Alyssa Michalke, Texas A&M’s First Female to Lead as Corps Commander

Talk about girl power! Class of 2016 Corps member Alyssa Michalke has been selected to lead as Texas A&M’s first female Corps Commander. The Texas A&M Corps of Cadets is made up of more than 2,450 students whose purpose is to “develop well-educated leaders of character who embody the values of honor, courage, integrity, discipline and selfless service” (more information on the Corps of Cadets).

Alyssa, majoring in Ocean Engineering, has always been a driven individual. When Alyssa was younger, her father, Rodney Michalke, told her captivating stories of working on offshore rigs that made Alyssa want to work in offshore oil production. Whether it is in the Gulf of Mexico or off the coast of Northern Europe, Alyssa is working hard to achieve her goal. She has and continues to dedicate a good chunk of her time to her classes, and it doesn’t go unrecognized. She wears a silver star on her uniform, which represents that she maintains a 3.5+ GPA.

Her biggest accomplishments include an array of things. Back in high school, Alyssa made All-State for basketball and trumpet her senior year. More recently, during her sophomore year of college she served as the Guidon Bearer for her outfit, which is arguably rare for a female. She most certainly seems to be one for paving paths and breaking barriers. This year (her junior year), Alyssa is serving as the Sergeant Major for the Corps. We already know her most recent accomplishment, which is being selected to lead as Corps Commander for next year.

AM: “I never even dreamed I’d be here, but it’s a great opportunity that I’m looking forward to. There were so many qualified guys and girls who went for the position, and I’ll be serving with them next year, so I’m eager to see how we push and challenge each other to develop.”

Many have made comments that because the Corps is only made up of about 15% of females, the women in the organization are suppressed. Alyssa is living proof that the Corps strives to present equal values between both sexes.

AM: “I hope to change everyone’s perspective on women in the Corps and be an inspiration and motivation for all young people, no matter their race, gender, or sex. A surprising amount of females do hold leadership positions in the Corps, and even though we make up a small portion, our voices are heard.”

In holding the position of Corps Commander, Alyssa’s agenda sits on four main goals:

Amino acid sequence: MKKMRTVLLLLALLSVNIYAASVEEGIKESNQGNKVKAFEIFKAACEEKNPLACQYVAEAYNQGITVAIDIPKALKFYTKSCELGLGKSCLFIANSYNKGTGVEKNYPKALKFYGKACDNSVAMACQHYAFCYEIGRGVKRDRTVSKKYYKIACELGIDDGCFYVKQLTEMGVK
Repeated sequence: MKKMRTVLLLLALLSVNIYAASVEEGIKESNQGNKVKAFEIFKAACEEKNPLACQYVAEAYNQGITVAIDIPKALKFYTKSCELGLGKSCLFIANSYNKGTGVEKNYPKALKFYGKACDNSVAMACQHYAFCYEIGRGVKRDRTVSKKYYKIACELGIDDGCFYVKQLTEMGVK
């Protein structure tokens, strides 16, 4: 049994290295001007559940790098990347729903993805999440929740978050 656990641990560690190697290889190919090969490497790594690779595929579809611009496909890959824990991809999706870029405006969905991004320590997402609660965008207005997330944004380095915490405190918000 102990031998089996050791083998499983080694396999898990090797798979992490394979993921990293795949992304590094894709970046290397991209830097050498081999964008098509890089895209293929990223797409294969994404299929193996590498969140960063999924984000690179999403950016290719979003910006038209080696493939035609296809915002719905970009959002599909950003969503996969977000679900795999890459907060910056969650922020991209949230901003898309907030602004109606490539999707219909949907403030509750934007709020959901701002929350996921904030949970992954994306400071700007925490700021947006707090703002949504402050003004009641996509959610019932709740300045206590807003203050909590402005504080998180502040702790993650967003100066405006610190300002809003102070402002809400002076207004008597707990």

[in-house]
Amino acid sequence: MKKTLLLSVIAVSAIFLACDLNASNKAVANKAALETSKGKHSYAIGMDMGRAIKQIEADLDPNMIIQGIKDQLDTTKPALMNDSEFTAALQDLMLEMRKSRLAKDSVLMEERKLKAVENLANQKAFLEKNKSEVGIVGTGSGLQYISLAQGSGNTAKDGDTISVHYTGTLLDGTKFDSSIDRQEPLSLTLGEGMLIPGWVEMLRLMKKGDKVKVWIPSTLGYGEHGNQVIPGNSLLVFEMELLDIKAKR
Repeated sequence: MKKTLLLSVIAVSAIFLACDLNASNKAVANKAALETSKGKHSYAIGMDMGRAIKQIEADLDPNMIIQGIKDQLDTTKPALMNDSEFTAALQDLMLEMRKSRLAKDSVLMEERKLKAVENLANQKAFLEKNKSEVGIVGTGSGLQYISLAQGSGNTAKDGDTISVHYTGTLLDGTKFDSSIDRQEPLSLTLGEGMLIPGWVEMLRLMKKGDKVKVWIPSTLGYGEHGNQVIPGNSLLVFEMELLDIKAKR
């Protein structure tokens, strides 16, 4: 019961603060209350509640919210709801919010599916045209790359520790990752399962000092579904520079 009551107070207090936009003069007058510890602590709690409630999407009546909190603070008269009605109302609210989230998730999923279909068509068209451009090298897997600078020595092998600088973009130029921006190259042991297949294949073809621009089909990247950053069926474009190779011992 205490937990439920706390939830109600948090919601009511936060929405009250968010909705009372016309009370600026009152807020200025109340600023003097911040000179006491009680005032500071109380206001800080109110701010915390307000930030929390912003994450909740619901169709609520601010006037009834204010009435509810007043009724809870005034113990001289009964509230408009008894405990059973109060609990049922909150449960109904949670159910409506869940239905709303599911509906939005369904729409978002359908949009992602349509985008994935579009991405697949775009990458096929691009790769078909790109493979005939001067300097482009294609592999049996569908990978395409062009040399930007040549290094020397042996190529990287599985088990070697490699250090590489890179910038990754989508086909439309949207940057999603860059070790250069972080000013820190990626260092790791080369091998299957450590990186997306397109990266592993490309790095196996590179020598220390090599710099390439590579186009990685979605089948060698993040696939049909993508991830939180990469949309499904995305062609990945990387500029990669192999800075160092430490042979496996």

1. Accomplish the Corps overall vision statement (mentioned in the first paragraph of this article)
  2. Continue making strides in academics. Overall, the Corp's grades have gradually increased every semester since Alyssa has been a student at Texas A&M, and she is determined to make sure the pattern will continue.
  3. The Corps will be split in two next year due to renovations on the North-half of the Quad. Half of the Corps will be located in the Commons, and the other half will be located in the South-half of the Quad.                                                                                                                                                                                                                                                                                                               AM: “With that comes a lot of logistical and operational challenges. I’m looking forward to the situation and seeing how it’s going to play out because this split will last about two years. I think it will challenge myself and the Corps to grow and develop a better Corps in general.”
  4. Quite a few changes were implemented this year to help the Corps run better as a whole. Alyssa plans on continuing with these changes so that the Corps remains consistent, and the unification achieved this year is not digressed.

For all you goal driven ladies, here’s some advice from Alyssa:

AM: “Always one-up yourself. Don’t concern yourself with other people, but maintain respect for everyone. It’s all about being yourself. If you go to bed every night, and you’re not better than the way you were yesterday or the day before, then you’ve wasted a day.”